5. Set and Track Goals
There are a lot of great apps designed to help you stay on track with good habits, but it can also be as simple as writing down your goals in a notebook or planner. Make them specific, and as you're working through this personal and career goal setting, consider not just the goals themselves but also how long it will take and how much it may cost.
List the small steps you will need to take to achieve them. It seems simple, but achieving these little steps of progress along the way can help you stay motivated as you soar toward the end goal. But the biggest thing to remember is that you can't achieve goals if you don't first create them. If the best investment is in yourself, that starts with determining what's important to you.
6. Take Time Away
It’s easy to get caught up in the mundane concerns of life. Sometimes you need to get away from the day-to-day and consider your values, where you’d like to be in 1, 5, or 10+ years, and how you hope to get there. And never underestimate the power of taking a 20-minute walk and listening to an insightful podcast. Even better if you can go on a retreat (even just for a day) where you can dedicate quiet time to reflect.
7. Find Employment with Benefits That Serve You
Don't hesitate to seek out a job that allows for more flexibility. As a mom of two kids, I know how hard it can be to work and raise children, especially as those two environments suddenly lack separation. We're seeing a major shift in traditional workplaces that allow for more flexible schedules and working environments, so seek out the workplace that will support your circumstances. Keeping your foot in the door can help you stay on top of your skills and financial goals.
8. Spend Money to Make More Time
If you think about your time as money, you can start to identify areas where outsourcing tasks makes good economic sense. One of the best pieces of advice I ever received was to allocate financial resources to the tasks I don’t enjoy. For example, I pay a little extra to have my groceries delivered, saving me time that I can spend working on passion projects, taking an online course, reading a book, or enjoying more time with family.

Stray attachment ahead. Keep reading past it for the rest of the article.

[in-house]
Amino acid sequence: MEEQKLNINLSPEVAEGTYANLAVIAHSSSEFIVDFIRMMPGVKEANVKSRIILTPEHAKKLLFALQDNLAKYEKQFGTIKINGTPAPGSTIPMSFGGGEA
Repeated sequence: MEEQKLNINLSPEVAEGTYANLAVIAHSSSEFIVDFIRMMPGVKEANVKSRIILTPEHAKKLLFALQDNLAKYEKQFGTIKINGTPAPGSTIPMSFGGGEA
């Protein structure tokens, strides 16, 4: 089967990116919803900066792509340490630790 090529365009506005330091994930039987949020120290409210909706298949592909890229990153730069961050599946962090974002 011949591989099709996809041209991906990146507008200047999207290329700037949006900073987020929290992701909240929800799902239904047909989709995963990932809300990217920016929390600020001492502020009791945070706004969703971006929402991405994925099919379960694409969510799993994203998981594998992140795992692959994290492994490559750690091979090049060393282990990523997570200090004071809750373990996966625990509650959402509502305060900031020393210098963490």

It might seem frivolous to pay for someone to clean your house once a week or spend a little extra money on pre-cooked meal delivery. However, if that's valuable time you can spend toward achieving your goals, then consider it an investment in yourself.
With all of these ways to invest in yourself, remember the most important rule: Perfection is the enemy of progress. You don’t have to have all the details worked out, but remember to prioritize your own development.
- Deep Cleaning Your Finances
- Ways to Strive for Financial Freedom Amidst Uncertainty
- Want to Save for Your Dream Future? Start Now
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This material has been prepared for informational purposes only and should not be used as investment, tax, legal or accounting advice. All investing involves risk. Past performance is no guarantee of future results. Diversification does not ensure a profit or guarantee against a loss. You should consult your own tax, legal and accounting advisors.